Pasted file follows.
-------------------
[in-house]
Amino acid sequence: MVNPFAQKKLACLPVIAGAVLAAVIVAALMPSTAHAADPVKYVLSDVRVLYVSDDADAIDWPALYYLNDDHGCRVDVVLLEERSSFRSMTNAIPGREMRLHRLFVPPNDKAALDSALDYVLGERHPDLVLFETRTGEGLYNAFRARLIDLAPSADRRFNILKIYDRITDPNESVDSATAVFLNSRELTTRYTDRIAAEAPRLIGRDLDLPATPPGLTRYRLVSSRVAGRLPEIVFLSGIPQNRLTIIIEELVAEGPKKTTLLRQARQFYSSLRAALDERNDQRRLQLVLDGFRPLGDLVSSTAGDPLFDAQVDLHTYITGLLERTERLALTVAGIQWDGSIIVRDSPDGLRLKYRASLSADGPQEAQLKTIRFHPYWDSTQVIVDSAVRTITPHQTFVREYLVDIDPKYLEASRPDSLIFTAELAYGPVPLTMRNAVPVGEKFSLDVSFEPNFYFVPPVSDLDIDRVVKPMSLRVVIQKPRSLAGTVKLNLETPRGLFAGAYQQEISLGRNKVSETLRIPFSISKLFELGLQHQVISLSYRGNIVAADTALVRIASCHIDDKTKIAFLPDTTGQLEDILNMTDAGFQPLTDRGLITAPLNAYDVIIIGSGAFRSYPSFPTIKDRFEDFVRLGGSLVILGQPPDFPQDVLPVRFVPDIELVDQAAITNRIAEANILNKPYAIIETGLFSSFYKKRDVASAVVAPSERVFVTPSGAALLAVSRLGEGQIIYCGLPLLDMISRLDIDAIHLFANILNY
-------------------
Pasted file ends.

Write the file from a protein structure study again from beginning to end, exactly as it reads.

[in-house]
Amino acid sequence: MVNPFAQKKLACLPVIAGAVLAAVIVAALMPSTAHAADPVKYVLSDVRVLYVSDDADAIDWPALYYLNDDHGCRVDVVLLEERSSFRSMTNAIPGREMRLHRLFVPPNDKAALDSALDYVLGERHPDLVLFETRTGEGLYNAFRARLIDLAPSADRRFNILKIYDRITDPNESVDSATAVFLNSRELTTRYTDRIAAEAPRLIGRDLDLPATPPGLTRYRLVSSRVAGRLPEIVFLSGIPQNRLTIIIEELVAEGPKKTTLLRQARQFYSSLRAALDERNDQRRLQLVLDGFRPLGDLVSSTAGDPLFDAQVDLHTYITGLLERTERLALTVAGIQWDGSIIVRDSPDGLRLKYRASLSADGPQEAQLKTIRFHPYWDSTQVIVDSAVRTITPHQTFVREYLVDIDPKYLEASRPDSLIFTAELAYGPVPLTMRNAVPVGEKFSLDVSFEPNFYFVPPVSDLDIDRVVKPMSLRVVIQKPRSLAGTVKLNLETPRGLFAGAYQQEISLGRNKVSETLRIPFSISKLFELGLQHQVISLSYRGNIVAADTALVRIASCHIDDKTKIAFLPDTTGQLEDILNMTDAGFQPLTDRGLITAPLNAYDVIIIGSGAFRSYPSFPTIKDRFEDFVRLGGSLVILGQPPDFPQDVLPVRFVPDIELVDQAAITNRIAEANILNKPYAIIETGLFSSFYKKRDVASAVVAPSERVFVTPSGAALLAVSRLGEGQIIYCGLPLLDMISRLDIDAIHLFANILNY